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Communist China

During the Sino-Japanese war of 1937, the Kuomintang immediately suffered major
military defeats and lost control of eastern China. It was only saved from total
hopelessness or defeat by Japan’s suicidal decision to attack the United States
and invasion of Southeastern Asia. But military rescue from Japan brought no
significant improvement in the Kuomintang’s domestic performance in the
political and economic fields, which if anything to get worse. Clearly the
pre-Communist history of Modern China has been essentially one of weakness,
humiliation, and failure. This is the atmosphere in which the CPC developed its
leadership and growth in. The result has been a strong determination on the part
of that leadership to eliminate foreign influence within China, to modernize
their country, and to eliminate Western influence from eastern Asia, which
included the Soviet Union. China was changing and even developing, but its
overwhelming marks were still poverty and weakness. During their rise to power
the Chinese Communists, like most politically conscious Chinese, were aware of
these conditions and anxious to eliminate them. Mao Tse-tung envisioned a mixed
economy under Communist control, such as had existed in the Soviet Union during
the period of the New Economic Policy. The stress was more upon social justice,
and public ownership of the “commanding heights” of the economy than
upon development. In 1945, Mao was talking more candidly about development,
still within the framework of a mixed economy under Communist control, and
stressing the need for more heavy industry; I believe because he had been
impressed by the role of heavy industry in determine the outcome of World War
II. In his selected works he said “that the necessary capital would come
mainly from the accumulated wealth of the Chinese people” but latter added
“that China would appreciate foreign aid and even private foreign
investment, under non exploitative conditions.” After Chiang Kai-shek broke
away from the CPC they found themselves in a condition that they were not
accustom to, they had no armed forces or territorial bases of its own. It had no
program of strategy other than the one that Stalin had compromised, who from the
Sixth World Congress of the Comintern in 1928 to the Seventh in 1935 insisted,
largely because the disaster he had suffered in China that Communist Parties
everywhere must promote world revolution in a time of depression. The CPC was
ridden with factionalism; the successful effort to replace this situation with
one of relative “bolshevization” or in layman’s term this means
imposed unity, which was ultimately made by Mao Tse-tung, and not by Stalin.

Parallel with the Comintern-dominated central apparatus of the CPC in Shanghai,
there arose a half dozen Communist-led base areas, each with a guerrilla army,
in Central and South China. These bases existed mainly by virtue of the efforts
of the local Communist leadership to satisfy the serious economic and social
grievances of the local civilians, often violently, through such means as
redistribution of land at the expense of landlords and the reduction of interest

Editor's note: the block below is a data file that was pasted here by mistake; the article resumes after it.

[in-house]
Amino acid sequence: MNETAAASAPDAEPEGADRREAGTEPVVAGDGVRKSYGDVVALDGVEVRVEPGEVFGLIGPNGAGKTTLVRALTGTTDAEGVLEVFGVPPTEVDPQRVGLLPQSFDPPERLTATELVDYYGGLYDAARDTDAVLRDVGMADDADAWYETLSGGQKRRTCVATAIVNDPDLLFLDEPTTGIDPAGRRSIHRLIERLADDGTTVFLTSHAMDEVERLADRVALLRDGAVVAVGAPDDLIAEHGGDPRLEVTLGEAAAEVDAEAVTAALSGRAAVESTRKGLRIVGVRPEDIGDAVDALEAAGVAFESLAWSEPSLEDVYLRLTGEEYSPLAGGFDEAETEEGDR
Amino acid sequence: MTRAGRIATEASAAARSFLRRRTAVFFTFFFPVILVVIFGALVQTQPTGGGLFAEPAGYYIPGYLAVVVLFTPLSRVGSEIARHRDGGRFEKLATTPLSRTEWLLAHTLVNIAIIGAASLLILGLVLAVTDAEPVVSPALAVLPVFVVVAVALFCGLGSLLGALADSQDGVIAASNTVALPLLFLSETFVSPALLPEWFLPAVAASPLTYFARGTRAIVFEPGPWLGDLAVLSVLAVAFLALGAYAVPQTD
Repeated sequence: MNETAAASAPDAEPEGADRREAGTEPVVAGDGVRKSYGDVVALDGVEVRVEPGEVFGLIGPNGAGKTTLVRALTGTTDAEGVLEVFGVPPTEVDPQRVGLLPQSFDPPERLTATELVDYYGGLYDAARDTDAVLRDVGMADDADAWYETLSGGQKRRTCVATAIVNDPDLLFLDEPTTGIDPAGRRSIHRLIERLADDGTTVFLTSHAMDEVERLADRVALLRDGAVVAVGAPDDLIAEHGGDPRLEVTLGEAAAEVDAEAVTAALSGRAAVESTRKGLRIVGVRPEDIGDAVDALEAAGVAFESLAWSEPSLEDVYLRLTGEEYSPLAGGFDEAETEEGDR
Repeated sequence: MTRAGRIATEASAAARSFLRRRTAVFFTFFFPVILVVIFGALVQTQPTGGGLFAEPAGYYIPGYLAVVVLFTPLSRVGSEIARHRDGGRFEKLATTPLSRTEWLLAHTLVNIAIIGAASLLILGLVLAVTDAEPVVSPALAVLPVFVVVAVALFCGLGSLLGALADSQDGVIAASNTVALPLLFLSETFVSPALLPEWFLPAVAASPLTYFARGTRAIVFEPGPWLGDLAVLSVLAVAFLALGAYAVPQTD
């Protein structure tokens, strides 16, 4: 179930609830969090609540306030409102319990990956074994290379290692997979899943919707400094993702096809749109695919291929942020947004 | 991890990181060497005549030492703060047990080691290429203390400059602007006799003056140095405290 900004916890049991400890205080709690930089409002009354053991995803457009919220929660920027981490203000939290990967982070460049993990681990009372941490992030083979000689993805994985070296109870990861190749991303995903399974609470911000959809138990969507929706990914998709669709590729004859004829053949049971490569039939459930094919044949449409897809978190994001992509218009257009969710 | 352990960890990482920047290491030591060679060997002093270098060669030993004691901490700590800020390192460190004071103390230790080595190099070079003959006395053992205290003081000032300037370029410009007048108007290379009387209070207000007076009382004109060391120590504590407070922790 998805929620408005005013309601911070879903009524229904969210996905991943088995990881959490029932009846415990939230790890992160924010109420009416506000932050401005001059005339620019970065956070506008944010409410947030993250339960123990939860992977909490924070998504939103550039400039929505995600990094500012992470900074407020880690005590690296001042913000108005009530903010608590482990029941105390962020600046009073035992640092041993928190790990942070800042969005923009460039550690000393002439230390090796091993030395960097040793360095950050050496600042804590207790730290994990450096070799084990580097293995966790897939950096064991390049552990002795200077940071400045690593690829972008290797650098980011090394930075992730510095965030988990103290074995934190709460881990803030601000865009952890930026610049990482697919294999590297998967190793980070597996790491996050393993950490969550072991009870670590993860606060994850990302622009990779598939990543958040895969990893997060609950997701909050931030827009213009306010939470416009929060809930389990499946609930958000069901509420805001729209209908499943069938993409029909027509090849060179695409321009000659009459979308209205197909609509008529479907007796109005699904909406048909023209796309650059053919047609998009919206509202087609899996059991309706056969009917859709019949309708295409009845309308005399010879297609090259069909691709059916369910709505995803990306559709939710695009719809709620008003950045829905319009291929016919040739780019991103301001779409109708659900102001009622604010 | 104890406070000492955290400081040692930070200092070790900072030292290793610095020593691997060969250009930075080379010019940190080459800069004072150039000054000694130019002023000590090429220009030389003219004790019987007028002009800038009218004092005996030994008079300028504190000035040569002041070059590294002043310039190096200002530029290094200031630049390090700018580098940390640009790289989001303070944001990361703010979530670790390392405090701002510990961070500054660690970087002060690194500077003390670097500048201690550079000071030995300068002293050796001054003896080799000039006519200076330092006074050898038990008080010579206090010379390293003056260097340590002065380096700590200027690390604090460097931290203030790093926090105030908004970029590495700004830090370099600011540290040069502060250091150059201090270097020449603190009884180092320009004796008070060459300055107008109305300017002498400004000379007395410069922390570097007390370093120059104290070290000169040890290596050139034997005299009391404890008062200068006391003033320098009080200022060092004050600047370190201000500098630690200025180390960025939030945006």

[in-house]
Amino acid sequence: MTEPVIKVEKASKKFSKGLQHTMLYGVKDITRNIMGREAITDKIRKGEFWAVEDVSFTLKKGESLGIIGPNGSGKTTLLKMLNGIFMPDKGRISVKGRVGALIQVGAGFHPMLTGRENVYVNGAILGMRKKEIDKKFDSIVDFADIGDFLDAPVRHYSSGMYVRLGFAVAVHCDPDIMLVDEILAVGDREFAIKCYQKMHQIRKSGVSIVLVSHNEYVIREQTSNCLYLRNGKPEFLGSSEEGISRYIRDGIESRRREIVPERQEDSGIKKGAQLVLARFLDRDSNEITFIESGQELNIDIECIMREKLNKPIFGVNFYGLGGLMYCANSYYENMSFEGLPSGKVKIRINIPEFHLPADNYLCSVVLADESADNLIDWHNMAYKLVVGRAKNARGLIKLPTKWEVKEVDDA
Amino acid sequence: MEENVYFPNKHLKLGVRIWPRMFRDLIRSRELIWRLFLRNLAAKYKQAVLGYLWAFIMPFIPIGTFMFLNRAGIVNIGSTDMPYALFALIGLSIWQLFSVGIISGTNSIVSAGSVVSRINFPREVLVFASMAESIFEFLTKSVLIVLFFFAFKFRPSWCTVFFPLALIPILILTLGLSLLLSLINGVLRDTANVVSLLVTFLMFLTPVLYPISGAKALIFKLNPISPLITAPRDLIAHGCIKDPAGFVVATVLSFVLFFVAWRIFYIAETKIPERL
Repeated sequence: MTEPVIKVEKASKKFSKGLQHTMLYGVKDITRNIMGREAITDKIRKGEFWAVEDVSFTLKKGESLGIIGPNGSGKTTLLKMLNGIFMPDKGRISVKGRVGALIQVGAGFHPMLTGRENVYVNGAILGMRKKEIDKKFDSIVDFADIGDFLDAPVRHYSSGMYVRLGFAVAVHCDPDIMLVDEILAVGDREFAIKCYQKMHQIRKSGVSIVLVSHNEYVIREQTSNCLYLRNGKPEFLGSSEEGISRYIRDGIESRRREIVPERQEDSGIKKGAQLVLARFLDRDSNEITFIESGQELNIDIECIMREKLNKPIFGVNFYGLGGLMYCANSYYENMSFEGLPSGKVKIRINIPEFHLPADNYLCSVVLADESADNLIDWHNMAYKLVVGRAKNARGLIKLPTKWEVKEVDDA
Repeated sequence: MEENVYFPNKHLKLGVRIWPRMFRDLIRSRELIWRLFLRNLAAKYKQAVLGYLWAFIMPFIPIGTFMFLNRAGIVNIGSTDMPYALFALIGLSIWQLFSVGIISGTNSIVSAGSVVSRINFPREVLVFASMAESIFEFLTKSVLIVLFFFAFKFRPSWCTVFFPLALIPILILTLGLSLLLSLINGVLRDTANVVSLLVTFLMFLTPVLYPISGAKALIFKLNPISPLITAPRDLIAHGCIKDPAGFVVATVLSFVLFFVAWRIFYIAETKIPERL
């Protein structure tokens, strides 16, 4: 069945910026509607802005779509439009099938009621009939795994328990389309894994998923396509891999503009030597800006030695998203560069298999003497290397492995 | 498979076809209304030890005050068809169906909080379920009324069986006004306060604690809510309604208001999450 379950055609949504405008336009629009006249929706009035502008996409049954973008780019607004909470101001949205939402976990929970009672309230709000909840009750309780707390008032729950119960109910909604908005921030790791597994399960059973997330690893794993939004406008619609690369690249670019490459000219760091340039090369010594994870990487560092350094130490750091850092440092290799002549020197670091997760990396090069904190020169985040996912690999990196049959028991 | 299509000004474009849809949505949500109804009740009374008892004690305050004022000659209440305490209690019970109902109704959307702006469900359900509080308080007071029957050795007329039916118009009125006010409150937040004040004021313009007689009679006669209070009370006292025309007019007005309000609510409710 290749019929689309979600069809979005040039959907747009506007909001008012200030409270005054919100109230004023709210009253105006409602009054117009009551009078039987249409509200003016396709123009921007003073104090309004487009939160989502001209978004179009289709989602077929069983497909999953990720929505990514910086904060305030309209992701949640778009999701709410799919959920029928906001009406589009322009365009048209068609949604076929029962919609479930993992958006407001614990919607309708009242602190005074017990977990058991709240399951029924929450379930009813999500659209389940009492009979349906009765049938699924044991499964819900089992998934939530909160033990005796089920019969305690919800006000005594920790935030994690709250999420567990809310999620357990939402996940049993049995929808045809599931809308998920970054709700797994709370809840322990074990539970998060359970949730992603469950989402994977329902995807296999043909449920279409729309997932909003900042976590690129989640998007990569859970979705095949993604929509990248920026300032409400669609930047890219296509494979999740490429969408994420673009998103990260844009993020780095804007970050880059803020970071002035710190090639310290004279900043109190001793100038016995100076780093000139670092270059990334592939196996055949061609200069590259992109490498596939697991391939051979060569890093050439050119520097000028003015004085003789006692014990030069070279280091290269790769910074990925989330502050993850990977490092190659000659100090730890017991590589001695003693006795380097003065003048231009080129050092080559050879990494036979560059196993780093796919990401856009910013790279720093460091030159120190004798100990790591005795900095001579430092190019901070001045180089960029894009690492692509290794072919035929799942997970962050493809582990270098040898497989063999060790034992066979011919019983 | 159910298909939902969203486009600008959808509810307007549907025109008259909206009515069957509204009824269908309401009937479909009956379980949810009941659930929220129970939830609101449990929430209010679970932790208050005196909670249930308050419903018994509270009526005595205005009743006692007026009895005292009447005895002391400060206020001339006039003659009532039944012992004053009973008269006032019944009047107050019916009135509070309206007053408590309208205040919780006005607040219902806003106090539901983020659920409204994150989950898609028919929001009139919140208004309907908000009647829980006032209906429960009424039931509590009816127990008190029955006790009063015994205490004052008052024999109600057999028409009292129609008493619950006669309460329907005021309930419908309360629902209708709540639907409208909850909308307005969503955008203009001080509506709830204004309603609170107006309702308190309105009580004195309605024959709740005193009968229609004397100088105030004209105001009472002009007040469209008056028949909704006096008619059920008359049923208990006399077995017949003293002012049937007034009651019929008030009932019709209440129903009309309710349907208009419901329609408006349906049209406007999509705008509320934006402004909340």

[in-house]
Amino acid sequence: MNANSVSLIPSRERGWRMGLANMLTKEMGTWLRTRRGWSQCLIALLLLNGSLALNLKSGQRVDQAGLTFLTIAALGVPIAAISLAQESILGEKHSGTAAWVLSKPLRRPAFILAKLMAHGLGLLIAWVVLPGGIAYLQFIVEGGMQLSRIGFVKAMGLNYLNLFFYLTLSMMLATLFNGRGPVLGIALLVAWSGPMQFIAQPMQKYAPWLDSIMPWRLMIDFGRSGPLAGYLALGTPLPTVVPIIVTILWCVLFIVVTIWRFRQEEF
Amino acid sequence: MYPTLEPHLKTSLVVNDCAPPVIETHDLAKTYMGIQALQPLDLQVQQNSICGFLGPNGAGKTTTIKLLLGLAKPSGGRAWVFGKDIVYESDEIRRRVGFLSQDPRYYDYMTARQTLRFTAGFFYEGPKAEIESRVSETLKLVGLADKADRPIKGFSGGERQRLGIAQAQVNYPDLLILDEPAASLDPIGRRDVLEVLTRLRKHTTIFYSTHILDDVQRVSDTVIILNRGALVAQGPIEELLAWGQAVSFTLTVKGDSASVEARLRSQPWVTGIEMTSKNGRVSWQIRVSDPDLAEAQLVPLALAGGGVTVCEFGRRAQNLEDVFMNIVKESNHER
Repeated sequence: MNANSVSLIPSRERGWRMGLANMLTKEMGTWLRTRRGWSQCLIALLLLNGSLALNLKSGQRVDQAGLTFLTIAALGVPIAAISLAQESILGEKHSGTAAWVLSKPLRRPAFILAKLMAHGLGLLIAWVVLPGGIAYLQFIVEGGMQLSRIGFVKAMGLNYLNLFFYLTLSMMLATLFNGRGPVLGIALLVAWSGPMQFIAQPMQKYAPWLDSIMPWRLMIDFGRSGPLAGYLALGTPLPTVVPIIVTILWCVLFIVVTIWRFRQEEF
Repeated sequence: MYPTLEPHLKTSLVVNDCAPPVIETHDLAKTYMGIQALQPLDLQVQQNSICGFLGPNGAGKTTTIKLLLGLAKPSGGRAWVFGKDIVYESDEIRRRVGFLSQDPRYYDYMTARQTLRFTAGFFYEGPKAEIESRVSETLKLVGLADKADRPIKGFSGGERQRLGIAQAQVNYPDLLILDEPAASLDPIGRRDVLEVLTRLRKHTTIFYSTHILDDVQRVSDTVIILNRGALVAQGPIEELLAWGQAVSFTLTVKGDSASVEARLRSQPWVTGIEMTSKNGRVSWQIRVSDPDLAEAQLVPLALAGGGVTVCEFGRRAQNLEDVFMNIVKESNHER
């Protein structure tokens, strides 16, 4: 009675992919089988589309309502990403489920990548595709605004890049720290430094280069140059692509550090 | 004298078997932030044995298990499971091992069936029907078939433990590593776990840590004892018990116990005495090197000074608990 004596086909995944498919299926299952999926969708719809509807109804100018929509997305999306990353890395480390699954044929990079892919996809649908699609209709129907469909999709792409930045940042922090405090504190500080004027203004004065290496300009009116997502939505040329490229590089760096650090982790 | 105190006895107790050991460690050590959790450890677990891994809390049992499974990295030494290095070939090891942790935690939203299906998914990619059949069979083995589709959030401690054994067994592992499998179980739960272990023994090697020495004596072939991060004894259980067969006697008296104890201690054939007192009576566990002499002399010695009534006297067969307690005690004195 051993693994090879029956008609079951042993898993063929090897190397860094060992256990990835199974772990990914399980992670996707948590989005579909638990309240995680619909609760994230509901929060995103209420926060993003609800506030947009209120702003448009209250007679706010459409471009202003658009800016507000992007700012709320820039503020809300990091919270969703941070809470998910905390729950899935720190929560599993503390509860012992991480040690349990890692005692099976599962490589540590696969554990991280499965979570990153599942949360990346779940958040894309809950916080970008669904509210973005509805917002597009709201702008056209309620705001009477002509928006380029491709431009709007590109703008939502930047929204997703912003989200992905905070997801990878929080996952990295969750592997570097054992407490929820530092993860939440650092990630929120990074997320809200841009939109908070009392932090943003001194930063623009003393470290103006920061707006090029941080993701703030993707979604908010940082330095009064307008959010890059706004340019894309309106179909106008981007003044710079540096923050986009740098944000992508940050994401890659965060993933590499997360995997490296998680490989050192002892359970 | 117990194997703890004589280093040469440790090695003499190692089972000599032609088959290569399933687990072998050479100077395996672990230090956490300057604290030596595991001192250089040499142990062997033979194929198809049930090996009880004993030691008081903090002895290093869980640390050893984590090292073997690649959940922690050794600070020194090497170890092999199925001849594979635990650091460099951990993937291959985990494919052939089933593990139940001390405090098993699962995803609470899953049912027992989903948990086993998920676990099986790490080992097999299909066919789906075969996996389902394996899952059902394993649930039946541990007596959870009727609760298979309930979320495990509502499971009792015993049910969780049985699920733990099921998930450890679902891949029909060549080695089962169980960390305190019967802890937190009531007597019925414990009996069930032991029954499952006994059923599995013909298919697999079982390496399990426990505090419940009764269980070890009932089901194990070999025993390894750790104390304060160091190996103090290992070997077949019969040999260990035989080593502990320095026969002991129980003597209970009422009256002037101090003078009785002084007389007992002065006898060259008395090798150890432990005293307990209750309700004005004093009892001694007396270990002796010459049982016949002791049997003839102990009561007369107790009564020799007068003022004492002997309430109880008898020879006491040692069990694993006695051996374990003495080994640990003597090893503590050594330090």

rates at the expense of moneylenders. Of these base areas, or soviets, the most
important was the one led by Mao Tse-tung and centered in the southeastern city
of Kiangsi. Correspondingly, in return for such service Mao was elected chairman
of a Central Soviet Government, who supposedly controlled all the Communist base
areas in 1931. Before I tell about Mao Tse-tung, I will tell you about Maoism.

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By Maoism or “the thought of Mao Tse-tung” as the CPC would put it is
the entire evolving complex of patterns of official thought and behavior that
CPC has developed while under Mao’s leadership. It was very difficult to
unscramble Mao’s individual contribution while not confusing it with other
thinkers of this time period as many have done and are still doing to this date.

It is also difficult to separate the pre-1949 and the post-1949 aspects and the
domestic from the international aspects. The first basic and most important
characteristic that I believe is a deep and sincere nationalism that has been
merged with the strictly Communist elements. Then closely resembling nationalism
was his populism approach so full of strain that the CPC saw itself not merely
as the Vanguard of the common people, plus as the progressive side of the middle
class, but as representative of the people. This was important as it played the
opposite position of the “three big mountains” (imperialism,
feudalism, and bureaucratic capitalism) and still yet accept the passively the
leadership CPC. Maoism still possessed two other points that are significant in
understanding this ideology, it recognizes the decisive importance in history of
conscious, voluntary activity and of subjective forces in more detail than the
sometimes compared Leninism which was opposed to deterministic, objective
forces. The last point it brings out is that Maoism stresses contradictions and
struggle, or what might be called the power of negative thinking, to the point
where it invents enemies of all types and comments on their size and calls them
“paper tiger” as he did in a speech in 1950.



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